Barry W. North is a sixty-seven-year-old retired refrigeration mechanic. Since his retirement in 2007, he has won the 2010 A. E. Coppard Prize for Fiction and other awards. His first poetry chapbook, Terminally Human, will be published by Finishing Line Press and is available on their website www.finishinglinepress.com
Amoskeag: The 2012 issue has come to be known as the “Identity” issue. In what way does your work deal with identity?
Barry: I think my poem deals with the gap between one’s public identity – those things we say or do, or fail to say or do – and one’s private identity – our internal beliefs and opinions. When those two identities do not coincide, we experience a sense of failure, a loss of what we see as our true self.
Amoskeag: In developing your main and supporting characters, how do you see them losing or finding themselves?
Barry: The main character in the poem, the narrator, realizes, in retrospect, that his failure to speak up in the face of peer pressures was wrong, and because of that I think he, at least, has a chance to grow and become a better person. The other characters in the poem, the fireman, his audience, and the mob in the first stanza are basically stereotypes. We have no real insight into their internal makeups.
Amoskeag: What is the one line, the one sentence in your piece that for you sums up the meaning of “identity.”
Barry: For me the title, “The Truth,” sums up the meaning of identity. The narrator of the poem obviously believes that he is not a racist, but when faced with a blatant, public example of crude prejudice, he refuses to speak up. So, I think it could be argued that his true identity, at least at that moment in time, is that of a coward.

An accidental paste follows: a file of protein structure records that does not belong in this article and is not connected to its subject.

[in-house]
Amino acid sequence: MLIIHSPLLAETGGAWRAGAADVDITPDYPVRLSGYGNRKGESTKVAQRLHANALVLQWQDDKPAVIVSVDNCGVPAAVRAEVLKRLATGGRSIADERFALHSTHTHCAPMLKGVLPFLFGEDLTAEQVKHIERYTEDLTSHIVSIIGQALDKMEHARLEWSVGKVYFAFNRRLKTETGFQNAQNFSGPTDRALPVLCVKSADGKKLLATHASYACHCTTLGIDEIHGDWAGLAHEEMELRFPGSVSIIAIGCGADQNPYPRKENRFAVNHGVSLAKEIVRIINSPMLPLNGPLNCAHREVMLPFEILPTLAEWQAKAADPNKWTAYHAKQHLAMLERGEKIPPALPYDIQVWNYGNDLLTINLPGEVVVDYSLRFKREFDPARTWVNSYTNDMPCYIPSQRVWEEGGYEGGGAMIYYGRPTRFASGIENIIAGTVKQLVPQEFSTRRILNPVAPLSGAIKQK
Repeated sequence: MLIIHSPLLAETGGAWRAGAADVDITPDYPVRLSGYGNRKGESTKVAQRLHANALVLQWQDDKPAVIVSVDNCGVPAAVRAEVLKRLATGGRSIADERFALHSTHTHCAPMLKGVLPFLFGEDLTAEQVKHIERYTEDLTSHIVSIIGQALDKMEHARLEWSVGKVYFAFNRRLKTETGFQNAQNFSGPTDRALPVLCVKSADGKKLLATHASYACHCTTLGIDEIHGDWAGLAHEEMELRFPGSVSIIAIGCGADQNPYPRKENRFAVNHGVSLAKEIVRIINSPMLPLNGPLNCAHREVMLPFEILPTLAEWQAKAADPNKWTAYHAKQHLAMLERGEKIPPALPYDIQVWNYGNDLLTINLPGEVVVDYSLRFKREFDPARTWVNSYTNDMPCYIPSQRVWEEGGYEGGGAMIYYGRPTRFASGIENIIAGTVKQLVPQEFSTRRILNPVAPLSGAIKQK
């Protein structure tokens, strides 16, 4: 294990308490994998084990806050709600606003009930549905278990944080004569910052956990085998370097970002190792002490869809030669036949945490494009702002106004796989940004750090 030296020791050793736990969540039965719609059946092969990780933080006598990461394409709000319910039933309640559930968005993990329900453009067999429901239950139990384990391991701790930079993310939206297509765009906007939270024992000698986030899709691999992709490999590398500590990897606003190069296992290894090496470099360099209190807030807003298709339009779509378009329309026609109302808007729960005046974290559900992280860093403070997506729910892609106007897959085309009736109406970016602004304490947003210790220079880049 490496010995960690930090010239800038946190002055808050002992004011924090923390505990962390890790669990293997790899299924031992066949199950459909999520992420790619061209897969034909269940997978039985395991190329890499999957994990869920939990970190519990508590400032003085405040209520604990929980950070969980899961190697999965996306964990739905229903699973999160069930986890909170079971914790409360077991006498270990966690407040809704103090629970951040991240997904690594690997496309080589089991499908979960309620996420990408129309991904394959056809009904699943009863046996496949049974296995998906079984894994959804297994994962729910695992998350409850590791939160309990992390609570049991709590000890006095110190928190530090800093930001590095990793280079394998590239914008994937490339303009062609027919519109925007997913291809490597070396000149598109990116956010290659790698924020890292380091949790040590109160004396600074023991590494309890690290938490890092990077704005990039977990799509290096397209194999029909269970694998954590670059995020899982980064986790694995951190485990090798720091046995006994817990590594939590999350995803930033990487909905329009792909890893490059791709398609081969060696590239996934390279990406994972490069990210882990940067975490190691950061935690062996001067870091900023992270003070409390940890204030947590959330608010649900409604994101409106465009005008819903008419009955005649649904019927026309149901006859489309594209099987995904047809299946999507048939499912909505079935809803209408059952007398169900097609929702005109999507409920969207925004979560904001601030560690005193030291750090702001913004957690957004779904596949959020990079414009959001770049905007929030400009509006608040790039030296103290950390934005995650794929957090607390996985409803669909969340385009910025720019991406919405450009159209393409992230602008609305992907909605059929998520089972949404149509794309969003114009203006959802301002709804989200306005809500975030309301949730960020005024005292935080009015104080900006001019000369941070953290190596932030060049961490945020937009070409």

Amoskeag: How do you identify yourself as a writer – how did you get here?
Barry: On the one hand I think I am a transcendental writer in that many of my poems seem to ponder unanswerable philosophical or supernatural questions. On the other hand, I see myself as an objective reporter on the human condition, such as it is, good or bad. I guess I would contribute that dichotomy within myself to the fact that my father was all practicality and my mother was all emotion. I think I fall somewhere between those two extremes.
Amoskeag: Where have you come from? What have you gone through?
Barry: I come from a lower middle class background and all of my original family, my mother, my father, and my brother have all passed on. When I think of the sacrifices my mother and father made for my brother and me, I just want to call them back from the grave and throw them the biggest thank-you celebration party on earth. My mother, like most mothers in those days, did not work. My father, a master craftsman in the art of sign painting, often worked two jobs to support us.
And though he was not much of a churchgoer, he was what I would call a humanistic saint, who always put others above himself. And I am ashamed to say that even with an amazing role model like my father it took me forever to realize that the path in life marked I and me is nothing but a dead end.
Amoskeag: What lies ahead for you?
Barry: I guess every writer, like a professional football player who wants to win the super bowl, dreams of prestigious awards and prizes. And certainly I am no different. But I try to bring whatever skill I have to the poem at hand in an effort to produce a piece which transcends the personal and brings something of value to the reader.
To view an excerpt of Barry’s poem “The Truth,” click here.